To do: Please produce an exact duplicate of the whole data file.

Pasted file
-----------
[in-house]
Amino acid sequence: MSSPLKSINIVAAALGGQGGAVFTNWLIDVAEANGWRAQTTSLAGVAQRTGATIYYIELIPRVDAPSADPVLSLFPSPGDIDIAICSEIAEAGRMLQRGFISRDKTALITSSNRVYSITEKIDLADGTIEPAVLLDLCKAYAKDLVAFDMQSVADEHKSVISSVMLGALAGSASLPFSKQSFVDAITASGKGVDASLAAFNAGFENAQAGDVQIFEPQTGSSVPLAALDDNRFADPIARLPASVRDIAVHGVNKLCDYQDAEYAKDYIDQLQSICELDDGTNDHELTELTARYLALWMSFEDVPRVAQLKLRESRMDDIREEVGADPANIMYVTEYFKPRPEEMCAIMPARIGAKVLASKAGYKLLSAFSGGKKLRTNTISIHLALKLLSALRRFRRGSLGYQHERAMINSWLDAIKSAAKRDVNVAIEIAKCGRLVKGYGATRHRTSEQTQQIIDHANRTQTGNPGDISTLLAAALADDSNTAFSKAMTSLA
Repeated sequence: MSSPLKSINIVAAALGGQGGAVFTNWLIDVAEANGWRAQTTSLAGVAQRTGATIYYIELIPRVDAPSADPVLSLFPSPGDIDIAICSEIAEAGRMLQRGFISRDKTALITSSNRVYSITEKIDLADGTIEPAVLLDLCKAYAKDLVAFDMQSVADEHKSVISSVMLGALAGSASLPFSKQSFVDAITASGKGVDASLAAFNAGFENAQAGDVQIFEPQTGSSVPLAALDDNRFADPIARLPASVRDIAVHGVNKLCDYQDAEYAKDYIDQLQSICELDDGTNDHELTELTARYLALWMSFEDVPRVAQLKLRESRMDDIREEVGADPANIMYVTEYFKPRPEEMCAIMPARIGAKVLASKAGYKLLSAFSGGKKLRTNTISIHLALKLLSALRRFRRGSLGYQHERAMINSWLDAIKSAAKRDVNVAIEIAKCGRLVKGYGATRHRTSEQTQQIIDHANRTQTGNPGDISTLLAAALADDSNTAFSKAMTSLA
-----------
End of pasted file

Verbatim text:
[in-house]
Amino acid sequence: MSSPLKSINIVAAALGGQGGAVFTNWLIDVAEANGWRAQTTSLAGVAQRTGATIYYIELIPRVDAPSADPVLSLFPSPGDIDIAICSEIAEAGRMLQRGFISRDKTALITSSNRVYSITEKIDLADGTIEPAVLLDLCKAYAKDLVAFDMQSVADEHKSVISSVMLGALAGSASLPFSKQSFVDAITASGKGVDASLAAFNAGFENAQAGDVQIFEPQTGSSVPLAALDDNRFADPIARLPASVRDIAVHGVNKLCDYQDAEYAKDYIDQLQSICELDDGTNDHELTELTARYLALWMSFEDVPRVAQLKLRESRMDDIREEVGADPANIMYVTEYFKPRPEEMCAIMPARIGAKVLASKAGYKLLSAFSGGKKLRTNTISIHLALKLLSALRRFRRGSLGYQHERAMINSWLDAIKSAAKRDVNVAIEIAKCGRLVKGYGATRHRTSEQTQQIIDHANRTQTGNPGDISTLLAAALADDSNTAFSKAMTSLA
Repeated sequence: MSSPLKSINIVAAALGGQGGAVFTNWLIDVAEANGWRAQTTSLAGVAQRTGATIYYIELIPRVDAPSADPVLSLFPSPGDIDIAICSEIAEAGRMLQRGFISRDKTALITSSNRVYSITEKIDLADGTIEPAVLLDLCKAYAKDLVAFDMQSVADEHKSVISSVMLGALAGSASLPFSKQSFVDAITASGKGVDASLAAFNAGFENAQAGDVQIFEPQTGSSVPLAALDDNRFADPIARLPASVRDIAVHGVNKLCDYQDAEYAKDYIDQLQSICELDDGTNDHELTELTARYLALWMSFEDVPRVAQLKLRESRMDDIREEVGADPANIMYVTEYFKPRPEEMCAIMPARIGAKVLASKAGYKLLSAFSGGKKLRTNTISIHLALKLLSALRRFRRGSLGYQHERAMINSWLDAIKSAAKRDVNVAIEIAKCGRLVKGYGATRHRTSEQTQQIIDHANRTQTGNPGDISTLLAAALADDSNTAFSKAMTSLA